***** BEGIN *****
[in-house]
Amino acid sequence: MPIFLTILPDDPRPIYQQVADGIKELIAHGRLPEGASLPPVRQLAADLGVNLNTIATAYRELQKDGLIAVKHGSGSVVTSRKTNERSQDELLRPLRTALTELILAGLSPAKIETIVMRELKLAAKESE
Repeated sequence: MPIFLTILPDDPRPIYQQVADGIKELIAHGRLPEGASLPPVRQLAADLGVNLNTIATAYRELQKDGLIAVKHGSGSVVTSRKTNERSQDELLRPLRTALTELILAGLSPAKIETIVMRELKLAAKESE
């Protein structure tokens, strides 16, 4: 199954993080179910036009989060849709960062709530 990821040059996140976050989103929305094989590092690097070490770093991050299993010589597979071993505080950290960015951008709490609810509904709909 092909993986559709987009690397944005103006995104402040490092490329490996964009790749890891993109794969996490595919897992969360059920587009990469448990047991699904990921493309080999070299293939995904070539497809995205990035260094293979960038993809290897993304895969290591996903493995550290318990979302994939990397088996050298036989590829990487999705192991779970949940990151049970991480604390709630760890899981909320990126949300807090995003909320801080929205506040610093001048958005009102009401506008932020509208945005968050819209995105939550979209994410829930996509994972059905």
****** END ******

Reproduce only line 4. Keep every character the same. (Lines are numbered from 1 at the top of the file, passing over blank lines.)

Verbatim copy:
């Protein structure tokens, strides 16, 4: 199954993080179910036009989060849709960062709530 990821040059996140976050989103929305094989590092690097070490770093991050299993010589597979071993505080950290960015951008709490609810509904709909 092909993986559709987009690397944005103006995104402040490092490329490996964009790749890891993109794969996490595919897992969360059920587009990469448990047991699904990921493309080999070299293939995904070539497809995205990035260094293979960038993809290897993304895969290591996903493995550290318990979302994939990397088996050298036989590829990487999705192991779970949940990151049970991480604390709630760890899981909320990126949300807090995003909320801080929205506040610093001048958005009102009401506008932020509208945005968050819209995105939550979209994410829930996509994972059905």